As the song ends, the band stops playing and the audience applauds, but the beat goes on as Andrew launches into an elaborate John Bonham (Led Zeppelin)-style drum solo. The upstaged Fletcher is at first stunned, but soon finds a way to appear to be conducting the impromptu drum solo. Then suddenly–full stop—movie ends and the credits roll.
Huh? Wait a minute, what kind of ending is that?
Our hero practices till his fingers bleed, risks life and limb to be a part of the varsity band, only to be dismissed without a second thought or concern by Fletcher. Andrew slides into a tail-spin, abstaining from music for a year; then by chance stumbles into an opportunity to play a single gig (which I would bet he doesn’t even expect to get paid for).
As the fill-in for an already contracted drummer, at the very worst Andrews faux pas would get him blacklisted from playing at future JVC Festivals. Considering the fact that he had already given up on the music business, being blacklisted from the festival circuit would likely not matter very much to him. The story stops with Andrew having once again been suckered and humiliated by Fletcher, leaving the music school drop-out with a bruised ego and a non-reputation which is only slightly worse for wear.
On the other hand, Fletcher’s actions leading up to and including those in the finale are as unlikely as they are unfathomable. From the point of view of Fletcher, several aspects of the final scenes do not make sense. Until the closing scenes, Fletcher has been presented as a socially functional maniac who has been able to maintain his position at a prestigious music academy for at least six years. Within a year of being fired he is somehow able to land a gig opening the JVC Jazz Festival, a feat that takes connections and an impeccable reputation.
Yet, here we are expected to believe that Fletcher is willing to sacrifice his livelihood to halfheartedly get revenge on a punk student who testified against him, both unlikely and unbelievable. Unlike Andrew, Fletcher is a working musician with a reputation good enough to land a coveted spot at a famous jazz festival. The prank he pulled on Andrew reflected badly on Fletcher and on the entire band as well, it would be safe to assume that they all wouldn’t be invited back. In the future, the members of the band are not going to want to play with Fletcher again and as word spreads many other professional musicians won’t either. If the sacrifice returned something more than a few minutes of humiliation suffered by the former naughty student, then Fletcher’s recklessness might seem more plausible, and because it doesn’t—it does not.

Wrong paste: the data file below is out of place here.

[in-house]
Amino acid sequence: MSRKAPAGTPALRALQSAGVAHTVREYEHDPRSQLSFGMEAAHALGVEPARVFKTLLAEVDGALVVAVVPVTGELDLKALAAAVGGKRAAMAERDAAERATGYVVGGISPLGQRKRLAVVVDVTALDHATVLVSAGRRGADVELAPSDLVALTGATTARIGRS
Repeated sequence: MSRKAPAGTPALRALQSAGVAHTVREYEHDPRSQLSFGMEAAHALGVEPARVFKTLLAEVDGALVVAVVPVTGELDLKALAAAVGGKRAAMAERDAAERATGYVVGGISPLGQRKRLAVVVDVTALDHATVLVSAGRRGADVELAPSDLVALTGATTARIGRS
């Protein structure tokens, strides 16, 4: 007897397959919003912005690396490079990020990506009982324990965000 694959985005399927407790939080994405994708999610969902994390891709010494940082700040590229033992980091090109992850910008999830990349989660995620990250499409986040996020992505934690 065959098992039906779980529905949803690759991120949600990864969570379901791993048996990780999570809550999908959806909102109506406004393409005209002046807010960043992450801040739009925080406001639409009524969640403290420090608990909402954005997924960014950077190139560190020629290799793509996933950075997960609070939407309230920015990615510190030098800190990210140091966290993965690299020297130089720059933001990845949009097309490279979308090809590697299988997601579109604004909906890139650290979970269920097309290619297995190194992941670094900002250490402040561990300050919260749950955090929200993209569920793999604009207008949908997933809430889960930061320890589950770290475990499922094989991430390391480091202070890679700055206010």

Finally, we are left without answers to several questions the movie compels us to ask. Fundamental questions such as; has Fletcher finally found the greatness he had been searching for in Andrew? What happens to Andrew, does he use this experience as a spring-board into a career as a musician or does he leave his drum kit behind to become an accountant with sadistic schoolmarm fetish? I suppose we will have to wait for Whiplash 2: the sequel to find out.
Ordinarily, a bad ending to a movie wouldn’t inspire much more than a sentence or two about it because, most of the time bad endings are attached to overall bad movies. However, Whiplash is not a bad movie—it had potential for greatness, and that is what makes the ending so much more tragic. To put the magnitude of the let-down into perspective, it is as if; Fletcher was pitching for the Chicago Cubs, in the seventh game of the World series; at the bottom of the 9th inning with bases loaded, and the score is tied 10-10. Then, out-of-the-blue he decides to exact revenge on an agoraphobic ball-boy (Andrew) by throwing four wild pitches which force the excruciatingly shy ball-boy out onto the field to retrieve the balls; to heck with his teammates and to hell with their fans. Then at the moment when you, and everyone else, realizes that Fletcher has just thrown the game which could have ended an over 100 year-long losing streak—the TV screen goes blank, cut to commercial. Two minutes and you find yourself watching Bring It On 3, the airing of which was already in progress, and you are left wondering what just happened and what is next? Did they burn down Wrigley Field; lynch the pitcher, or what? Imagine the frustration you would feel; that is the feeling that Whiplash left me with.
Whiplash is a brilliantly acted and fantastically composed masterpiece that almost was. For reasons already discussed, I give Whiplash 2 out of 5 stars. _ _ _ * *.